AS: These characters are standing in the middle of an emotional tornado; grief, love, anger...and I wanted the structure of the play to reflect that, so the world became a collage of memories, dreams, and their subconscious, which is where the great, scary, wonderful truths about our lives are hidden. The characters are all stuck inside of their realities; the yard, the trailer, the crappy jobs, and I wanted their anxiety to be in juxtaposition with a place like coastal South Carolina; mysterious and wild, lush and alive, somewhere that has its own specific twinge of sadness. I spent every summer in South Carolina when I was little, and I tried to reach back into my imagination to bring the feeling of those memories; the lowlands, the sunsets so magnificent they invented new color wheels, the fireflies, the alligators, the nightly orchestral hum of bugs, into the world of this play.
AM: You've done a magnificent job. Bringing WANDA, DAISY & THE GREAT RAPTURE to life has been a vibrant and deeply satisfying experience. Thank you for sharing your beautiful story with Relative Theatrics. It’s definitely inspired me to be better. To be good. To give back and take care of others. To embrace the darkness in life and find the light.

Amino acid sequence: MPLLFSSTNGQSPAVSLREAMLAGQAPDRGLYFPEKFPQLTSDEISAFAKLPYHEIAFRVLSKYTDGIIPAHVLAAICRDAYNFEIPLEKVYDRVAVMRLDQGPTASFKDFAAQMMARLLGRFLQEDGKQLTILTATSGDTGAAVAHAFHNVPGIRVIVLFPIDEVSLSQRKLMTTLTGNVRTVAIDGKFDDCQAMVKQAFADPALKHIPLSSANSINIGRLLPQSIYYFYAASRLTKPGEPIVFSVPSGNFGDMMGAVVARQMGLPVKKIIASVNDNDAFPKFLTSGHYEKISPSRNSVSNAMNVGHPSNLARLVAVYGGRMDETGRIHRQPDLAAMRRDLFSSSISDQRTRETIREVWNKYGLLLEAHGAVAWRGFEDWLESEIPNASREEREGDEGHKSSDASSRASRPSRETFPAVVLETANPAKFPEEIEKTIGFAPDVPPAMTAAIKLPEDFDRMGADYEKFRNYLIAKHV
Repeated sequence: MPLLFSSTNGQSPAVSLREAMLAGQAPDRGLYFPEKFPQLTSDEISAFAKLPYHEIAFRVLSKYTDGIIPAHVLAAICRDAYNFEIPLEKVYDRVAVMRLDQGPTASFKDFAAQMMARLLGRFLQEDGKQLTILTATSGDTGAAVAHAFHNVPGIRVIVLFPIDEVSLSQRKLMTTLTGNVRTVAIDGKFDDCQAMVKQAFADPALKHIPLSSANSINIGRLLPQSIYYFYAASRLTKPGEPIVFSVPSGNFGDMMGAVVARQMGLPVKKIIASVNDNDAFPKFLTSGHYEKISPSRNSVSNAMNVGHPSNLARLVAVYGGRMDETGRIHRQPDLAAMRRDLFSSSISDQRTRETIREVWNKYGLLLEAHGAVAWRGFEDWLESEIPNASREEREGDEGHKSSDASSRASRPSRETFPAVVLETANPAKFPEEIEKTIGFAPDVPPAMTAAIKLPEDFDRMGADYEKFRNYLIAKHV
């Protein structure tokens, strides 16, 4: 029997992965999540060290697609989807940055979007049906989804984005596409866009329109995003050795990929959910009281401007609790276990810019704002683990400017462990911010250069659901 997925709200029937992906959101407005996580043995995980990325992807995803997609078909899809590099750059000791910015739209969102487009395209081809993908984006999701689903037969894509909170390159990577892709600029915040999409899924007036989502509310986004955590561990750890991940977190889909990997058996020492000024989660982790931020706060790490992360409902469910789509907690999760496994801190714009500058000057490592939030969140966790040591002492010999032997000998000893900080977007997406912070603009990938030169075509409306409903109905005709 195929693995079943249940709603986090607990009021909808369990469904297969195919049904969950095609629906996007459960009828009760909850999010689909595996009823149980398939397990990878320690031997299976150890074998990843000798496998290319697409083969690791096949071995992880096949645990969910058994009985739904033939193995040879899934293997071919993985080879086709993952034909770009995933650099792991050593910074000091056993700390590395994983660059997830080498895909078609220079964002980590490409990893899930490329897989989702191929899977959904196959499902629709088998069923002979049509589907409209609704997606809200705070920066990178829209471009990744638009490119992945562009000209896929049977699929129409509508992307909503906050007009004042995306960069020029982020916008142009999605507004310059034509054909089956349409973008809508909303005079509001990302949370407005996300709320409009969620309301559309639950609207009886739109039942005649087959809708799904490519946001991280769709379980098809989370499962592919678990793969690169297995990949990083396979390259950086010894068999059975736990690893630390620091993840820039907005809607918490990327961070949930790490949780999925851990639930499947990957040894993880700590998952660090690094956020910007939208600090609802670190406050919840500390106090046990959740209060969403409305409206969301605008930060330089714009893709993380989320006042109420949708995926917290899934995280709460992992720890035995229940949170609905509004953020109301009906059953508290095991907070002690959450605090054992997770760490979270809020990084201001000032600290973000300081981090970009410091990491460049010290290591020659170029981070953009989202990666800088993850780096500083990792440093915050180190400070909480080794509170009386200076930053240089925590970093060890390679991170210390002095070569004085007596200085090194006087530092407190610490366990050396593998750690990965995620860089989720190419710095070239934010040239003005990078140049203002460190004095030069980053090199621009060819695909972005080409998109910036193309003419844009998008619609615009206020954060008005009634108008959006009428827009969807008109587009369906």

AS: Thank you so much for believing in this play, and for excavating so much depth that I didn't even see. It's a gift to work with such an empathetic group of people! I like to write about people who might not expect to see themselves or their experiences onstage, so I hope that people will walk away feeling seen. No two experiences of this world are exactly alike, but the beautiful thing about being human is that despite our differences, we are not alone. We lose things. We desire things, we hope for better, we feel defeated, we struggle to find peace within our families. I want people to walk away feeling hopeful. No matter how terrible things get, maybe someone is listening. Maybe there's something big above us. Maybe it's God. Maybe the Rapture will happen. Maybe it's the just the universe, and you've been spotted, or chosen. I want people to walk away with that hopeful pang you get sometimes, when you don't even know you're smiling, and it feels like a rush of wind has blown through your body. Or the feeling you get when you kick off the bottom of the ocean floor, or the pool floor, and you swim and swim and you're running out of air, and just when it starts to get scary, you burst through the top of the water, hands reaching, wildly up towards the sky.